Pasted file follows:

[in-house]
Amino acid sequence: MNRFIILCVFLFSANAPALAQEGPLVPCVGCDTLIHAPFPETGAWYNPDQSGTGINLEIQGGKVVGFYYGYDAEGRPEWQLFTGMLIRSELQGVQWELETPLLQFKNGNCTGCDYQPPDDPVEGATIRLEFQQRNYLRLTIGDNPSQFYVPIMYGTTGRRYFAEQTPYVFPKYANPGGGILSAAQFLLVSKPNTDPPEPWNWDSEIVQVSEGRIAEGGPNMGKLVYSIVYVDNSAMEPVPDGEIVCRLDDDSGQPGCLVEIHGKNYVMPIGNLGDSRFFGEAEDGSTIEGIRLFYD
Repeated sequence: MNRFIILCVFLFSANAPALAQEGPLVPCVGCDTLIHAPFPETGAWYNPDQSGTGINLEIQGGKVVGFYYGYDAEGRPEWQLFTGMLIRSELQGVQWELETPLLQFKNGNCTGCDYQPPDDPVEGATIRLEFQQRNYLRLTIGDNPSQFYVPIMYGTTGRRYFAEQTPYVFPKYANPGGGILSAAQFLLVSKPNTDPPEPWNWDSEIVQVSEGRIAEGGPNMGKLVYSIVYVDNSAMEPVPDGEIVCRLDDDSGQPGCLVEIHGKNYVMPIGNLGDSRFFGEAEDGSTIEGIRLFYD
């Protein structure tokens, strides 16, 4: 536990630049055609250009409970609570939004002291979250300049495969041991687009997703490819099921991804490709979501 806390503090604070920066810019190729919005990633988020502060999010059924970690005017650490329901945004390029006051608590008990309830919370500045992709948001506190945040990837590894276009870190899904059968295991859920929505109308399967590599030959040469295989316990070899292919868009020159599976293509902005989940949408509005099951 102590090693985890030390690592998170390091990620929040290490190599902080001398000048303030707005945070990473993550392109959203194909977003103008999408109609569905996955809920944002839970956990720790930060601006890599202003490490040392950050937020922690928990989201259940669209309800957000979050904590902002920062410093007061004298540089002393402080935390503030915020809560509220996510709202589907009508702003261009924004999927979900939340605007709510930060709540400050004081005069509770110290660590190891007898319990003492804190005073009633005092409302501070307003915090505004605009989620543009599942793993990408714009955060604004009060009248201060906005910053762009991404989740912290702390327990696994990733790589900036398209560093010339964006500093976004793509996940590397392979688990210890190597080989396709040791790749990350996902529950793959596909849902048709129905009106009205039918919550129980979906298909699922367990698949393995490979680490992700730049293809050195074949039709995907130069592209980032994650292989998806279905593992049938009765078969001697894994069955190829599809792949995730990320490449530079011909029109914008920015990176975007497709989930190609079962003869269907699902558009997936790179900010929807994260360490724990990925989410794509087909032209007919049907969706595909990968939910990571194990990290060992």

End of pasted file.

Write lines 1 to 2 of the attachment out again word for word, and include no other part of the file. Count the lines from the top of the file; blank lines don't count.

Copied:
[in-house]
Amino acid sequence: MNRFIILCVFLFSANAPALAQEGPLVPCVGCDTLIHAPFPETGAWYNPDQSGTGINLEIQGGKVVGFYYGYDAEGRPEWQLFTGMLIRSELQGVQWELETPLLQFKNGNCTGCDYQPPDDPVEGATIRLEFQQRNYLRLTIGDNPSQFYVPIMYGTTGRRYFAEQTPYVFPKYANPGGGILSAAQFLLVSKPNTDPPEPWNWDSEIVQVSEGRIAEGGPNMGKLVYSIVYVDNSAMEPVPDGEIVCRLDDDSGQPGCLVEIHGKNYVMPIGNLGDSRFFGEAEDGSTIEGIRLFYD